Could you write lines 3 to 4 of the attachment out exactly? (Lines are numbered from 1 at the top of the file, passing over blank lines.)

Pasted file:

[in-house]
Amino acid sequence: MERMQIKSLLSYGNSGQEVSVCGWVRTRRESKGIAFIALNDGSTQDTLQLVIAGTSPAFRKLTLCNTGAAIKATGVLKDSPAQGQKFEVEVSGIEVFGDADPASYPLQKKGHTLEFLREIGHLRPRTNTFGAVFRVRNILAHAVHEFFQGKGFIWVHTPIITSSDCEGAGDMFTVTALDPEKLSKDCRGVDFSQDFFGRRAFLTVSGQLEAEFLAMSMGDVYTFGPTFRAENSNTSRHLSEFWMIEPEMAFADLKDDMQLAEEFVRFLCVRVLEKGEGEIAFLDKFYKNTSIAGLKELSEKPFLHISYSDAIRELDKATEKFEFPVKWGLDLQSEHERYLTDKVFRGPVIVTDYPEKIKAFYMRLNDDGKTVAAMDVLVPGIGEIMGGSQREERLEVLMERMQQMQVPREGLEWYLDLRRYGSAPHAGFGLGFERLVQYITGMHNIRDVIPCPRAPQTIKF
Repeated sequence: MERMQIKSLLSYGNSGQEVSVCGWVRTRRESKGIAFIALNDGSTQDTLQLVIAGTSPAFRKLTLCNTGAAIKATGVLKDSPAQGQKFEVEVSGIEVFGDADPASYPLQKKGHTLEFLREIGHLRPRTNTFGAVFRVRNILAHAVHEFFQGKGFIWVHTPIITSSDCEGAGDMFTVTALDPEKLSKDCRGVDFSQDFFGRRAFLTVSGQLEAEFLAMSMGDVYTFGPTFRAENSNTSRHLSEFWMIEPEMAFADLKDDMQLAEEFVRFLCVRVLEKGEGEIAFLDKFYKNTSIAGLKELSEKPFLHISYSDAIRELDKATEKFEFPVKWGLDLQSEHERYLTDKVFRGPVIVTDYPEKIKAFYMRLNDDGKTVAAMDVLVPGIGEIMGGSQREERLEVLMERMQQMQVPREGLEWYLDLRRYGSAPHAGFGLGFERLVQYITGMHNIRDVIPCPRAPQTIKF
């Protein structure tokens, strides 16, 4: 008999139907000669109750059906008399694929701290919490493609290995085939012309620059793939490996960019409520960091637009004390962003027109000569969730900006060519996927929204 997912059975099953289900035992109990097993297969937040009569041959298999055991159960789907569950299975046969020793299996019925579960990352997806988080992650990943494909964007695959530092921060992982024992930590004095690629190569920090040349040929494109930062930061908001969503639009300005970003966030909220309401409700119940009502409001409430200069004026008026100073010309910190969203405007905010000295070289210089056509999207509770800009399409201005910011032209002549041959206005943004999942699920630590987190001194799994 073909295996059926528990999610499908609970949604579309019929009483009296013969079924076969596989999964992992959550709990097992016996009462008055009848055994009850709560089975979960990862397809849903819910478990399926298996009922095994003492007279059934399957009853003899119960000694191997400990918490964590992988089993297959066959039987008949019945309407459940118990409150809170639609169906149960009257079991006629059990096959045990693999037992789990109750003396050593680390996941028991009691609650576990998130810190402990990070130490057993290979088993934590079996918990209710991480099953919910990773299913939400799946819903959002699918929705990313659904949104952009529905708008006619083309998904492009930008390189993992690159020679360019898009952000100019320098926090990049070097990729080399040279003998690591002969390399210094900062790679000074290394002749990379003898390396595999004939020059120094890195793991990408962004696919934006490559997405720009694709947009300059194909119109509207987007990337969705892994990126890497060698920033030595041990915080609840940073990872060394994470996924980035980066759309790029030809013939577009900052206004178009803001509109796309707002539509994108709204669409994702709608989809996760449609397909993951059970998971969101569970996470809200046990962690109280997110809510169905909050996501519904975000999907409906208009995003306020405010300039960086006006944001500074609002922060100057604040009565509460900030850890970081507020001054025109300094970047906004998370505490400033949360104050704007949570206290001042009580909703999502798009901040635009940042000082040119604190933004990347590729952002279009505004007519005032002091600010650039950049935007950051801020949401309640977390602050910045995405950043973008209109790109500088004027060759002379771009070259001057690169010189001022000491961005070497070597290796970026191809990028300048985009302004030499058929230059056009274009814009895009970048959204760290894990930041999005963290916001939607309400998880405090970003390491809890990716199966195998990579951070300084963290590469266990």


Repeated sequence: MERMQIKSLLSYGNSGQEVSVCGWVRTRRESKGIAFIALNDGSTQDTLQLVIAGTSPAFRKLTLCNTGAAIKATGVLKDSPAQGQKFEVEVSGIEVFGDADPASYPLQKKGHTLEFLREIGHLRPRTNTFGAVFRVRNILAHAVHEFFQGKGFIWVHTPIITSSDCEGAGDMFTVTALDPEKLSKDCRGVDFSQDFFGRRAFLTVSGQLEAEFLAMSMGDVYTFGPTFRAENSNTSRHLSEFWMIEPEMAFADLKDDMQLAEEFVRFLCVRVLEKGEGEIAFLDKFYKNTSIAGLKELSEKPFLHISYSDAIRELDKATEKFEFPVKWGLDLQSEHERYLTDKVFRGPVIVTDYPEKIKAFYMRLNDDGKTVAAMDVLVPGIGEIMGGSQREERLEVLMERMQQMQVPREGLEWYLDLRRYGSAPHAGFGLGFERLVQYITGMHNIRDVIPCPRAPQTIKF
């Protein structure tokens, strides 16, 4: 008999139907000669109750059906008399694929701290919490493609290995085939012309620059793939490996960019409520960091637009004390962003027109000569969730900006060519996927929204 997912059975099953289900035992109990097993297969937040009569041959298999055991159960789907569950299975046969020793299996019925579960990352997806988080992650990943494909964007695959530092921060992982024992930590004095690629190569920090040349040929494109930062930061908001969503639009300005970003966030909220309401409700119940009502409001409430200069004026008026100073010309910190969203405007905010000295070289210089056509999207509770800009399409201005910011032209002549041959206005943004999942699920630590987190001194799994 073909295996059926528990999610499908609970949604579309019929009483009296013969079924076969596989999964992992959550709990097992016996009462008055009848055994009850709560089975979960990862397809849903819910478990399926298996009922095994003492007279059934399957009853003899119960000694191997400990918490964590992988089993297959066959039987008949019945309407459940118990409150809170639609169906149960009257079991006629059990096959045990693999037992789990109750003396050593680390996941028991009691609650576990998130810190402990990070130490057993290979088993934590079996918990209710991480099953919910990773299913939400799946819903959002699918929705990313659904949104952009529905708008006619083309998904492009930008390189993992690159020679360019898009952000100019320098926090990049070097990729080399040279003998690591002969390399210094900062790679000074290394002749990379003898390396595999004939020059120094890195793991990408962004696919934006490559997405720009694709947009300059194909119109509207987007990337969705892994990126890497060698920033030595041990915080609840940073990872060394994470996924980035980066759309790029030809013939577009900052206004178009803001509109796309707002539509994108709204669409994702709608989809996760449609397909993951059970998971969101569970996470809200046990962690109280997110809510169905909050996501519904975000999907409906208009995003306020405010300039960086006006944001500074609002922060100057604040009565509460900030850890970081507020001054025109300094970047906004998370505490400033949360104050704007949570206290001042009580909703999502798009901040635009940042000082040119604190933004990347590729952002279009505004007519005032002091600010650039950049935007950051801020949401309640977390602050910045995405950043973008209109790109500088004027060759002379771009070259001057690169010189001022000491961005070497070597290796970026191809990028300048985009302004030499058929230059056009274009814009895009970048959204760290894990930041999005963290916001939607309400998880405090970003390491809890990716199966195998990579951070300084963290590469266990």